Edu Startups Entrepreneurship

Community Drives Retention

As any of my readers know, I care deeply about cultivating diversity in the edtech ecosystem, with an emphasis on empowering educators to be at the center of the movement. So I’m always happy to have the opportunity to share my perspective with the ImagineK12 cohort just as they are building their startups and encourage them to engage educators at all levels of their work. Generating buzz offers a short-term high (and sometimes a spike in user numbers) but building a community drive retention which can lead to an enduring organization with real impact.

Engaging Edu Community- v2 from jessiearora

Here are the slides from my presentation and click around because I linked  to many of the resources I mentioned. Please let me know if you’ve tried any of these strategies and/or what has worked for you to create community within the fragmented K12 space.

Investing in Education

More Ed. Less Tech.

The One Laptop Per Child (OLPC) program is back in the press lately, triggered by an Economist article critique of a recent study conducted in Peru, coverage from Mashable and a thoughtful response from Audrey Watter’s Hack Education. And after overwhelming comments the members of the Peru study posted their own response as well.

So, while the launch and perceived failure of these types of programs is complex, it is clear that no one is surprised. The OLPC project is a classic example of an over-engineered product (too much tech) where little time and resources were actually devoted to the training and implementation (not enough ed.) Teams spend years designing and building the product without much thought on how to distribute and integrate these tools into the learning goals and systems. This is illustrated by Negroponte’s plan to just drop OLPCs out of a helicopter, which luckily was scrapped, but that type of distribution plan highlights all that is wrong with edtech solutions that are focused more on the tech and less on the actual education mission. I’ve have one (from the 2007 Give One, Get One program) and find myself wishing I had some training to help me understand its full potential.

While no one is surprised that the initial efforts of the program were unsuccessful, I don’t believe it’s fair to use standardized test scores to deem the entire endeavor a failure. Rather, I’d like to draw upon the popular notion amongst many valley startups that ‘failing doesn’t mean you’re a failure’ and there is a lot that OLPC and other edtech companies can learn from the past several years. Clearly, OLPC wasn’t quite a lean startup they didn’t fail fast, but they were blazing the trail for others and executing on a very ambitious vision. We should focus on the lessons learned and move on.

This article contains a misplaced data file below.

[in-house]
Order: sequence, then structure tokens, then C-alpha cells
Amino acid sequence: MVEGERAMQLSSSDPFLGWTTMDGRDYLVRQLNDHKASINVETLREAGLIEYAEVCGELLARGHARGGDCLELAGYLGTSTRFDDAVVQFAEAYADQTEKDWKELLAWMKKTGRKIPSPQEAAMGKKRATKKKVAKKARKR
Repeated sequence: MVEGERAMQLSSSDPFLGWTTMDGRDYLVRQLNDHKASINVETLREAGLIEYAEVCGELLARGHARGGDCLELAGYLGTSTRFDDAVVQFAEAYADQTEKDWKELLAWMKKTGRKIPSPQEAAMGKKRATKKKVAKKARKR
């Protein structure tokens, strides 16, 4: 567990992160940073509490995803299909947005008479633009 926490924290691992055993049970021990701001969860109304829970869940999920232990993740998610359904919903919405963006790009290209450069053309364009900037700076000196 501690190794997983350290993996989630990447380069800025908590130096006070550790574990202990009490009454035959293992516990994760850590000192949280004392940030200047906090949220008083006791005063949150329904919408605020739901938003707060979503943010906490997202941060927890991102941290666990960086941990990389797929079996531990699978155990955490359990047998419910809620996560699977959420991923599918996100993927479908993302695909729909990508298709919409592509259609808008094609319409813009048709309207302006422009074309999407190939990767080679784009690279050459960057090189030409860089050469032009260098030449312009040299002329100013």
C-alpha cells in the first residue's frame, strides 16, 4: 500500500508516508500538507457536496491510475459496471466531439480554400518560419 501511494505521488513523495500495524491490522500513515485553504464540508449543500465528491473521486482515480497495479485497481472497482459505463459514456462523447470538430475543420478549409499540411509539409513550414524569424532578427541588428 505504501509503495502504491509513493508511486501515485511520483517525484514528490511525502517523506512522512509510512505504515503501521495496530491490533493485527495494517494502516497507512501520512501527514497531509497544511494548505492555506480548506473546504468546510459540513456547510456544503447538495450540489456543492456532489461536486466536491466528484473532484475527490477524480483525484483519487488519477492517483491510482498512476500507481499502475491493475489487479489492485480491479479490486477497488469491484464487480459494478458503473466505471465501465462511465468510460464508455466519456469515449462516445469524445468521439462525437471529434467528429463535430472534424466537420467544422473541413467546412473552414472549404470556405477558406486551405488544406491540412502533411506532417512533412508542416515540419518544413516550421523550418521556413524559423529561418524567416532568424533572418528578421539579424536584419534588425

By disproportionately focusing on the tech and then labeling the whole effort a failure, this undermines the real role that technology can play, as a tool that improves and enables better teaching and learning, when put in the hands of trained teachers and learners. The real question we should be asking is not whether or not technology tools are needed but more so what are the best methods for integrating these types of tools into the learning environments of global communities. We know that in order to educate a global citizenry that investment in edtech tools are needed, but larger emphasis must be placed on the distribution and adoption plans if we truly want to see impact on student outcomes (and that means more than just standardized test scores.)

I still love the vision behind OLPC, as it was probably my first crush in the edtech world, and believe we will get to a place where access to devices and connectivity will no longer be an issue. However, to truly make an impact on education, from the perspective of teaching and learning, we have got to focus on more ed and less tech.

Marketing & Distribution

Creating Distribution Pathways

Edmodo, considered Facebook for schools, announced at SXSW that they are opening up their API to third party developers to build and more importantly distribute their apps on this platform. There are more detailed write-ups from TechCrunch and HackEducation, and my favorite part is “Edmodo is also launching a Teacher-Developer Exchange to connect educators directly with application developers so that together they can create the apps most needed in today’s classrooms.” As Edmodo begins tackling the massive challenge of distribution into schools and is engaging educators in the process, are they on their way to becoming the OS for K12?